by Mary G. Enig, Ph.D.
The McGovern Committee Senate Hearings, held in the 1970s, grew out of the ideas for developing nutrition policy that were put forth at the 1969 White House Conference on Foods and Nutrition. Some of the recommendations that came out of the White House conference were orchestrated by lawyers and lobbyists from the food industry. The McGovern Committee originally planned to hold hearings on heart disease and diet, but evidently changed to hearings on all the "killer diseases" and their nutritional causes, although the major emphasis still came from the National Heart and Lung Institute (as it was called at that time) and the American Heart Association, with much testimony orchestrated by the American Health Foundation. Behind the scenes, the edible oil industry and the Grocery Manufacturers of America played a major role in lobbying efforts.
The McGovern Select Committee heard erroneous testimony from various research "scientists," most of whom had particular biases against animal fat and meat. For example, Dr. Gio B. Gori from the National Cancer Institute and Dr. David M. Hegsted from Harvard School of Public Health testified that there was "a direct relationship between dietary intake and forms of cancer and that it was their recommendation that Americans should cut down on the amount of food they eat, and specifically, eat less meat and fats" (Congressional Record 9/16/76 p S15993-4). The animal fat and cancer connection was first introduced by Dr. Ernst Wynder from the American Health Foundation using processed vegetable fat data mistakenly labeled animal fat. Colon cancer was also tied to beef in an erroneous interpretation of the National Cancer Institute Japanese-Hawaiian study which actually showed macaroni, green beans and peas to have higher risk associated with colon cancer than beef or lamb.1
Committee members ignored testimony debunking the anti-animal fat agenda even though the testimony defending meat and animal fat was supported by science and came from highly qualified researchers. The meat and dairy lobbies were very ineffective in defending their products.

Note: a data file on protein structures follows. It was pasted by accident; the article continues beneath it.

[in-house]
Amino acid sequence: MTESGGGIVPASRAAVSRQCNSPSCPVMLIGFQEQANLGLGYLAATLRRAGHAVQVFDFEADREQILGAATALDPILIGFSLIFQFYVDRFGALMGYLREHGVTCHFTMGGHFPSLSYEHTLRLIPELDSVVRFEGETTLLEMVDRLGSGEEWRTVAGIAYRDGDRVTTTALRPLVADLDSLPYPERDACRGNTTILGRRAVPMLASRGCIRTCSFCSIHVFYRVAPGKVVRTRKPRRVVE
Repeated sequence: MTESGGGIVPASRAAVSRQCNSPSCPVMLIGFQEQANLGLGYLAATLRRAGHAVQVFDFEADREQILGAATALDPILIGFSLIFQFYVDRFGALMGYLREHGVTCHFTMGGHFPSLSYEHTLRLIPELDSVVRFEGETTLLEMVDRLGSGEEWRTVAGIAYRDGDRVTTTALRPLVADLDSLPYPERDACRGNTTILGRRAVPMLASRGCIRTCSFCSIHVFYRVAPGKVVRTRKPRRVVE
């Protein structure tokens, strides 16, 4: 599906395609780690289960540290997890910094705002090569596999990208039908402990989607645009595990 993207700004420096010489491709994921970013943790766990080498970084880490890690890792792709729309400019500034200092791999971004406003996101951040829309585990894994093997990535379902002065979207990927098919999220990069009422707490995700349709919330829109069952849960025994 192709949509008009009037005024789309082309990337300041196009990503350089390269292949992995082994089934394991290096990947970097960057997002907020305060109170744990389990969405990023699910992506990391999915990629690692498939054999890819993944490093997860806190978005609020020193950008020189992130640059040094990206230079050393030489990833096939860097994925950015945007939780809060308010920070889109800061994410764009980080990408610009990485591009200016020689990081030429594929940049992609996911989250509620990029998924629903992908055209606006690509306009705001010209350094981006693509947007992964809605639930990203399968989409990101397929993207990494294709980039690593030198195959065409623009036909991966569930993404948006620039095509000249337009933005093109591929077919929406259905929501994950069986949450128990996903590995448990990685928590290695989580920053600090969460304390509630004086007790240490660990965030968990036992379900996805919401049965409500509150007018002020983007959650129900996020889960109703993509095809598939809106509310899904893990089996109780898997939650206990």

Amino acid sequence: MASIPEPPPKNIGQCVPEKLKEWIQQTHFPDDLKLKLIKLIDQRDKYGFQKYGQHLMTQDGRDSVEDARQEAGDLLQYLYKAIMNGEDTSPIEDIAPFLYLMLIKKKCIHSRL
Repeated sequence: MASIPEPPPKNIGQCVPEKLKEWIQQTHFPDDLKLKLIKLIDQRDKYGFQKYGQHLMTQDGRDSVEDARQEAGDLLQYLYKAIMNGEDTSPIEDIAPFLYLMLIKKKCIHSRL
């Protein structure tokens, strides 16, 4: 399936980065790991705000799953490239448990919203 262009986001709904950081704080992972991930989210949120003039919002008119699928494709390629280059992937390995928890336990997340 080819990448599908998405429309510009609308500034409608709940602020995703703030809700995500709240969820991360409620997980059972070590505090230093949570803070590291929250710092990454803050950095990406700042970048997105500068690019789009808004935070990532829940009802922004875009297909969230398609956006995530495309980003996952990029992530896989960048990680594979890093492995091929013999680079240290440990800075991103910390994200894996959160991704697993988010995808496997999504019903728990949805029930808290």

The Select Committee produced a report that called for the decrease in consumption of animal fat, dairy fat and eggs. If you decrease the amount of fat in the diet, something has to increase to take its place and that something was to be the carbohydrates.
Once mandated, no government employee or government-funded researcher could contradict the US Dietary Goals. All the research from that point on had to be geared to creating educational material to match the US Dietary Goals and to produce a science to support them. If a researcher wanted another grant, the results he or she came up with would have to fit the guidelines.
Even though these goals/guidelines originally had no science to back them up, and still have no clear science to support them, they have become the law of the land.
Thus the Senate, with the help of the food industry and the complicity of a major part of the nutrition community, came up with a low-fat, high-carbohydrate Rx that produced profound changes in the way Americans ate. Vegetable oil and carbohydrate (mostly refined carbohydrate) calories replaced animal fat calories resulting in massive obesity in the populace. The US government is now proposing more of the same to combat. . . the massive obesity epidemic among Americans!
About the Author
Mary G. Enig, PhD is the author of Know Your Fats: The Complete Primer for Understanding the Nutrition of Fats, Oils, and Cholesterol, Bethesda Press, May 2000. Order your copy here: www.enig.com/trans.html.
Sally Fallon and Mary G. Enig, PhD, "It's the Beef," Wise Traditions, the quarterly Journal of the Weston A. Price Foundation, Spring 2000 1(1):27-35.
First published in Wise Traditions, the quarterly journal of
The Weston A. Price Foundation, Spring 2002.